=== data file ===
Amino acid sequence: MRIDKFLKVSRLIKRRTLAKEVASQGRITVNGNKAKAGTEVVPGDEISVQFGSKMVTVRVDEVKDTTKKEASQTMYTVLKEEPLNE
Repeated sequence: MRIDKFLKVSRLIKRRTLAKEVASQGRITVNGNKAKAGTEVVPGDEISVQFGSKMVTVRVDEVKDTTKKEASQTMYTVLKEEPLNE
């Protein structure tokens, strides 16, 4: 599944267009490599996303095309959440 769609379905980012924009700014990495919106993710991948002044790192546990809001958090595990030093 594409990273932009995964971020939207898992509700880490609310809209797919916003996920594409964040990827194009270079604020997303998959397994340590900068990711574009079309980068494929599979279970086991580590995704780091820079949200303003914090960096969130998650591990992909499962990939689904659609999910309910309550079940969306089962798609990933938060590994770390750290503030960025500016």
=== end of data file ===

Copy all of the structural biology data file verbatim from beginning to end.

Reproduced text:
Amino acid sequence: MRIDKFLKVSRLIKRRTLAKEVASQGRITVNGNKAKAGTEVVPGDEISVQFGSKMVTVRVDEVKDTTKKEASQTMYTVLKEEPLNE
Repeated sequence: MRIDKFLKVSRLIKRRTLAKEVASQGRITVNGNKAKAGTEVVPGDEISVQFGSKMVTVRVDEVKDTTKKEASQTMYTVLKEEPLNE
């Protein structure tokens, strides 16, 4: 599944267009490599996303095309959440 769609379905980012924009700014990495919106993710991948002044790192546990809001958090595990030093 594409990273932009995964971020939207898992509700880490609310809209797919916003996920594409964040990827194009270079604020997303998959397994340590900068990711574009079309980068494929599979279970086991580590995704780091820079949200303003914090960096969130998650591990992909499962990939689904659609999910309910309550079940969306089962798609990933938060590994770390750290503030960025500016």